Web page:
WINNIPEG, Manitoba (Reuters) – A vaccine for the deadly Zika virus in development by U.S. and Canadian scientists could be available for emergency use before the end of the year, possibly making it the first, one of the lead scientists said on Thursday.
The consortium working on the vaccine includes University of Pennsylvania, led by scientist David Weiner, University of Laval, led by Gary Kobinger, Inovio Pharmaceuticals Inc and South Korea’s GeneOne Life Science, Kobinger told Reuters in an interview.
He hopes to start trials by September to test its safety on humans, pending regulator approval. A month later it could be ready for emergency use.
The World Health Organization (WHO) said on Thursday the Zika virus, linked to severe birth defects in thousands of babies in Brazil, is “spreading explosively” and may infect 3 to 4 million people in the Americas, including 1.5 million in Brazil.
Zika Virus Information
Here are some facts about the virus and the current outbreak.
– The virus is transmitted to people through the bite of infected female Aedes mosquitoes, the same type of mosquito that spreads dengue, chikungunya and yellow fever. Efforts to control the spread of the virus include eliminating mosquito breeding sites and taking precautions against mosquito bites such as using insect repellent and mosquito nets.
– There is no treatment or vaccine available for Zika infection. People who get Zika virus disease typically have a mild fever, skin rash, conjunctivitis, muscle and joint pain and fatigue, with symptoms normally lasting for two to seven days. Most people never develop symptoms. U.S. health officials say the United States has two potential vaccine candidates and may begin human clinical trials by the end of 2016, but there will not be a widely available vaccine for several years.
– The virus has been linked to a devastating birth defect called microcephaly in which babies are born with abnormally small heads and brains that have not developed properly. The WHO said a direct causal relationship between Zika virus infection and birth defects has not yet been established but is strongly suspected. Local health authorities in Brazil in 2015 observed an increase in babies born with microcephaly at the same time as a Zika outbreak. About 4,000 cases of microcephaly have been reported in Brazil since September. Given an estimated 80 percent of people infected have no symptoms, it can be hard to tell if a pregnant woman has been infected. Research by Brazilian authorities indicates the greatest risk of microcephaly appears to be associated with infection during the first trimester of pregnancy.
– The WHO said Zika cases have been reported in 23 countries and territories in the Americas in the current outbreak. Brazil has been the nation most affected. The Pan American Health Organization said Aedes mosquitoes are found in all countries in the Americas except Canada and continental Chile, and the virus will likely reach all countries and territories of the region where Aedes mosquitoes are found.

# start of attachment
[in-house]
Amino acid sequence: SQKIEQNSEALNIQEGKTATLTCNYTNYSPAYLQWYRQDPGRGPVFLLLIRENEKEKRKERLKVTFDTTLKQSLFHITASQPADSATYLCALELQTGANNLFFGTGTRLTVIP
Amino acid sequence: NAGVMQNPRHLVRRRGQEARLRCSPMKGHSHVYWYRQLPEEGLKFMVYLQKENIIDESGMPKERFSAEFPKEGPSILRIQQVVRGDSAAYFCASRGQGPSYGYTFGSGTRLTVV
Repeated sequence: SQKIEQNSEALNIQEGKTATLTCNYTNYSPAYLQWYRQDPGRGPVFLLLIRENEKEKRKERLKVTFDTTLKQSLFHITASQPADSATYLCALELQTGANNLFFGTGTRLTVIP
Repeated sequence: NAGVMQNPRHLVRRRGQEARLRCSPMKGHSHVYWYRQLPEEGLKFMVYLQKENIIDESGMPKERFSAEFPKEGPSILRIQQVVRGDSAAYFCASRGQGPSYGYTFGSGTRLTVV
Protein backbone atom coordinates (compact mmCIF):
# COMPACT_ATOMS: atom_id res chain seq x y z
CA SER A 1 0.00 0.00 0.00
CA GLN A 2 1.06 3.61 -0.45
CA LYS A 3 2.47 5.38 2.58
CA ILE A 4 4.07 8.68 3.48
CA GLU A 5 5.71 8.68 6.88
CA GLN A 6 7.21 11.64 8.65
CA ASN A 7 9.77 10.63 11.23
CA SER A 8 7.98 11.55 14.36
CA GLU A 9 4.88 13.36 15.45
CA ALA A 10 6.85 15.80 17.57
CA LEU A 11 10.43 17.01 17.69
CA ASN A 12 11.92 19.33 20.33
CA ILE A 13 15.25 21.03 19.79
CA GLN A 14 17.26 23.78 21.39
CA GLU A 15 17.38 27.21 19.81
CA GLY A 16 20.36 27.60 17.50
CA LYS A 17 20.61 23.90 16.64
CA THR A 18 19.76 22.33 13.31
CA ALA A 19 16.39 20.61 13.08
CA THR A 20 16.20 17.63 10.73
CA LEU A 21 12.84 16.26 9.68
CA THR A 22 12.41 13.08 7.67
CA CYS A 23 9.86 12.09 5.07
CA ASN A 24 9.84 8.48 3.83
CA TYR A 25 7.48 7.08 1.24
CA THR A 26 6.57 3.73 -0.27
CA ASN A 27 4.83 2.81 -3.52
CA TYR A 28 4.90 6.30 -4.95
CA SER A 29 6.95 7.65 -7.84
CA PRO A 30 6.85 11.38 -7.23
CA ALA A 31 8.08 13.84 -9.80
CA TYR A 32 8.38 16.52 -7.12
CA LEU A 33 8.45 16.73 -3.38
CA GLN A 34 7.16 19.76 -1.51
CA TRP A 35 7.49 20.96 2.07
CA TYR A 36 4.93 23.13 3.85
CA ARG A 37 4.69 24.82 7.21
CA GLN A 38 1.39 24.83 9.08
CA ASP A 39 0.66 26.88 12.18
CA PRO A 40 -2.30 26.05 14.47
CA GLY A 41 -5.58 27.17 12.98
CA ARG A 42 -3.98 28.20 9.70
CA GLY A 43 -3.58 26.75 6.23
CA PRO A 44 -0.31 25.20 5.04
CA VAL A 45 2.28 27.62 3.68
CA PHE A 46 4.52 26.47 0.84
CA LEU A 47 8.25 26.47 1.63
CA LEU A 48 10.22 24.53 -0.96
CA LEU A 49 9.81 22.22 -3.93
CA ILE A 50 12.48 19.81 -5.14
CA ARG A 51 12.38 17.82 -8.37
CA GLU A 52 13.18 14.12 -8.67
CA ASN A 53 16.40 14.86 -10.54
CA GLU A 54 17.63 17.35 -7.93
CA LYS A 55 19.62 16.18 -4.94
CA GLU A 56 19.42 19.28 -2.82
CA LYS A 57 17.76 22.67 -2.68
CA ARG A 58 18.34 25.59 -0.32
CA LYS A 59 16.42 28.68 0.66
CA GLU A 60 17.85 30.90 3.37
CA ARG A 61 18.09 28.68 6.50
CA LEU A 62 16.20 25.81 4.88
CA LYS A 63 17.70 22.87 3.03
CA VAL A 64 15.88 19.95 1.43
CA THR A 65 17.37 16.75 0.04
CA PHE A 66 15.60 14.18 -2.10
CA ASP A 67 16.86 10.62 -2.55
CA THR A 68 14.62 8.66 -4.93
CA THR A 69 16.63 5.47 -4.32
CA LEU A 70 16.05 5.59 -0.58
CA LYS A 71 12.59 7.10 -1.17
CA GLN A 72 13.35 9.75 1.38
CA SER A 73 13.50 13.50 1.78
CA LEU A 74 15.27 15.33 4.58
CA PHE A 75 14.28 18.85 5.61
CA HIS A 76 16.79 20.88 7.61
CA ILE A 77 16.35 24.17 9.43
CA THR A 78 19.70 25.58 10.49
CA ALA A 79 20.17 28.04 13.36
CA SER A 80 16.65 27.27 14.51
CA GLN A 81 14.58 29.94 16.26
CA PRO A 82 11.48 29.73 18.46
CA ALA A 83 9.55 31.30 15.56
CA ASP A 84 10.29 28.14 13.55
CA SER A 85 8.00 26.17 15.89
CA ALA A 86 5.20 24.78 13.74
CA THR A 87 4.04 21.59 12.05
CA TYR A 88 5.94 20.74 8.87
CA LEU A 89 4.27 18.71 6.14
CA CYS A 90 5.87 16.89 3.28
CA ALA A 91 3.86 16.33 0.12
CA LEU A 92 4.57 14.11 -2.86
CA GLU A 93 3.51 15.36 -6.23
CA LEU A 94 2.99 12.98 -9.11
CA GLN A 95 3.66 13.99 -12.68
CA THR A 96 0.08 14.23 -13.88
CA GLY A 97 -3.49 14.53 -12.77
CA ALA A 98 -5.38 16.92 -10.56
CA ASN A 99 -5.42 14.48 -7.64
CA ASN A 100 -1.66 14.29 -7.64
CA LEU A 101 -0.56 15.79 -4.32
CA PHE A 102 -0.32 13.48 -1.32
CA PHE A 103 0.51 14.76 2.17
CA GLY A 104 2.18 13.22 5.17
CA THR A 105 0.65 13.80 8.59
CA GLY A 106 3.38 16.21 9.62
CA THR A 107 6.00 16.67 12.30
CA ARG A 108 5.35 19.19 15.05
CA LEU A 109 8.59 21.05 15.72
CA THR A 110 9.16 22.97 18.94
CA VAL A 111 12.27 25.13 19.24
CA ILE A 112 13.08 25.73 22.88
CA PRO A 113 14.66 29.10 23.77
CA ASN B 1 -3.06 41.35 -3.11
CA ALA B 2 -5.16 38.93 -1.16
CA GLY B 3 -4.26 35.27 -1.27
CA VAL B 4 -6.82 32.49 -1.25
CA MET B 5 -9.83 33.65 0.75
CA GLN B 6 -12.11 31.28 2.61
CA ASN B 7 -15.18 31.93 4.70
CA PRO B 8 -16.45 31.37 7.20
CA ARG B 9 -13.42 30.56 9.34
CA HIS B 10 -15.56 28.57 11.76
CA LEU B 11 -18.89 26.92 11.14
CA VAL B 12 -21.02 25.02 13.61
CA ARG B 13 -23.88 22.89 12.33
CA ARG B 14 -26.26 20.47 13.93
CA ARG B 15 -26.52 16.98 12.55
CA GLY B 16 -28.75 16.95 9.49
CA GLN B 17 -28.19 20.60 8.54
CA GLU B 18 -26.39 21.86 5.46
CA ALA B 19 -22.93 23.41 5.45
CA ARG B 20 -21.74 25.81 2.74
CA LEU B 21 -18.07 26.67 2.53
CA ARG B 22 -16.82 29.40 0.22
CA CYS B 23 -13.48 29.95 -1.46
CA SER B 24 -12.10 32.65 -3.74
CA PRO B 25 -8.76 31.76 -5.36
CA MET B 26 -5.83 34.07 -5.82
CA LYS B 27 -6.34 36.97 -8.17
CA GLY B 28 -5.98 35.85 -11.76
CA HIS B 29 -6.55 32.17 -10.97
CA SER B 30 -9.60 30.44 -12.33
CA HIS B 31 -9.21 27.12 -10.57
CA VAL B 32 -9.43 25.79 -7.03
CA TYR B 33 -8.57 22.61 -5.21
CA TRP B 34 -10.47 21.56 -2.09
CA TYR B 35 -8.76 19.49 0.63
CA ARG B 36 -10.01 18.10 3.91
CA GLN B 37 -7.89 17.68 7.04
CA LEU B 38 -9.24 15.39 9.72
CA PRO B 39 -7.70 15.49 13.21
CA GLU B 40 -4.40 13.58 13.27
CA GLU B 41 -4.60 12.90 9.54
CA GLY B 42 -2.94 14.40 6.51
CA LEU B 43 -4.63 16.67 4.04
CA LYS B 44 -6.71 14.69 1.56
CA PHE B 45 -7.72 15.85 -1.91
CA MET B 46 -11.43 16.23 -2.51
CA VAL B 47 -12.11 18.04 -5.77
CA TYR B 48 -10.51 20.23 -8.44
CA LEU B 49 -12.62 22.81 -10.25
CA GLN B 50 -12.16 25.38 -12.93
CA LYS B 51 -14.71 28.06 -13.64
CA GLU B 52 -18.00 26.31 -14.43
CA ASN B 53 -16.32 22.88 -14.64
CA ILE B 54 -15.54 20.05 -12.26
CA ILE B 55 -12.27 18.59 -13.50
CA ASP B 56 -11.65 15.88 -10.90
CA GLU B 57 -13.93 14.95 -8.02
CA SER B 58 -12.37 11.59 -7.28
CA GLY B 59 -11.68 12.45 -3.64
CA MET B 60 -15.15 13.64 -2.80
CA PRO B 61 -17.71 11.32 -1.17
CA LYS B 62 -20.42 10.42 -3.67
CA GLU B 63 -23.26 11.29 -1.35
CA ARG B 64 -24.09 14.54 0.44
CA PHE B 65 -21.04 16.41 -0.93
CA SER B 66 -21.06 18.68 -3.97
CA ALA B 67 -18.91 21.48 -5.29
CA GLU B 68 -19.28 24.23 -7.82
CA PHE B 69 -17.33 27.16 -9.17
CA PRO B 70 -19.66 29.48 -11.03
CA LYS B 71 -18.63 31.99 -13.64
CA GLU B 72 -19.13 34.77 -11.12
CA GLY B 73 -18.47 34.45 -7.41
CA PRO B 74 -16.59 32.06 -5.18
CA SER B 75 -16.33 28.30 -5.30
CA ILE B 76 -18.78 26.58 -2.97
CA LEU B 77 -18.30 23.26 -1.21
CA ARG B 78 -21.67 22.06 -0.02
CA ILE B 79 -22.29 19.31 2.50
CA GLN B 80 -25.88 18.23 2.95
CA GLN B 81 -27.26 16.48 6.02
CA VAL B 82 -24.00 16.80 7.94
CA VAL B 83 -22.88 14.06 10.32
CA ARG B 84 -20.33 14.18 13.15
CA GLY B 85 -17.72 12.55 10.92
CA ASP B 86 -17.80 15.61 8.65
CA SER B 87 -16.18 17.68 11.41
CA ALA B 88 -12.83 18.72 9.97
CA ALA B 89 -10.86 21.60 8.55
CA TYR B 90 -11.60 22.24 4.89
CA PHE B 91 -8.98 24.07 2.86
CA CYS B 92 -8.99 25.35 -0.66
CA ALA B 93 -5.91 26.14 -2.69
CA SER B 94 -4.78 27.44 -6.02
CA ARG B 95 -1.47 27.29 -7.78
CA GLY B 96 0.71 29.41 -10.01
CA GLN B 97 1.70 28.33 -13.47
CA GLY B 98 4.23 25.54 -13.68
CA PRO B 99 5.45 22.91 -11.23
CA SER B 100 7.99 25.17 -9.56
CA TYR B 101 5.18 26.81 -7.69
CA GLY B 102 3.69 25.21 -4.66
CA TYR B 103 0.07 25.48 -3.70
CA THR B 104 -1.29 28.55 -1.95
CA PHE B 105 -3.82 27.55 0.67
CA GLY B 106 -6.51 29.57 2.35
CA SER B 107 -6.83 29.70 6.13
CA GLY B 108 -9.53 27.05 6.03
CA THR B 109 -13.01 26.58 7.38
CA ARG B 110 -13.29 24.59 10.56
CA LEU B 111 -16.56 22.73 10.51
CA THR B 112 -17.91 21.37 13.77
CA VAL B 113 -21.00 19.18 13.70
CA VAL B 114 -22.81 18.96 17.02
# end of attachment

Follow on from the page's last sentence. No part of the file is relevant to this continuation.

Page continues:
– Zika virus is found in tropical locales with large mosquito populations. Outbreaks of Zika virus disease have been recorded in Africa, the Americas, Southern Asia and Western Pacific. The virus was first identified in Uganda in 1947 in rhesus monkeys and was first identified in people in 1952 in Uganda and Tanzania, according to the WHO.
– One case of possible person-to-person sexual transmission has been described but the Pan American Health Organization said more evidence is needed to confirm whether sexual contact is a means of Zika transmission. PAHO said there is currently no evidence the virus can be transmitted to babies through breast milk. PAHO said Zika can be transmitted through blood, but this is an infrequent transmission mechanism.
– The WHO says that because no big Zika outbreaks were recorded before 2007, little is known about complications caused by infection. Long-term health consequences remain unclear. It is uncertain whether in pregnant women the virus crosses the placenta and causes microcephaly. During an outbreak of Zika from 2013-2014 in French Polynesia, national health authorities reported an unusual increase in Guillain-Barre syndrome, a rare disorder in which the body’s immune system attacks part of the nervous system. Health authorities in Brazil have also reported an increase in Guillain-Barre syndrome. Other uncertainties surround the incubation period of the virus and how Zika interacts with other viruses that are transmitted by mosquitoes such as dengue.
(Compiled by Will Dunham; Editing by Frances Kerry)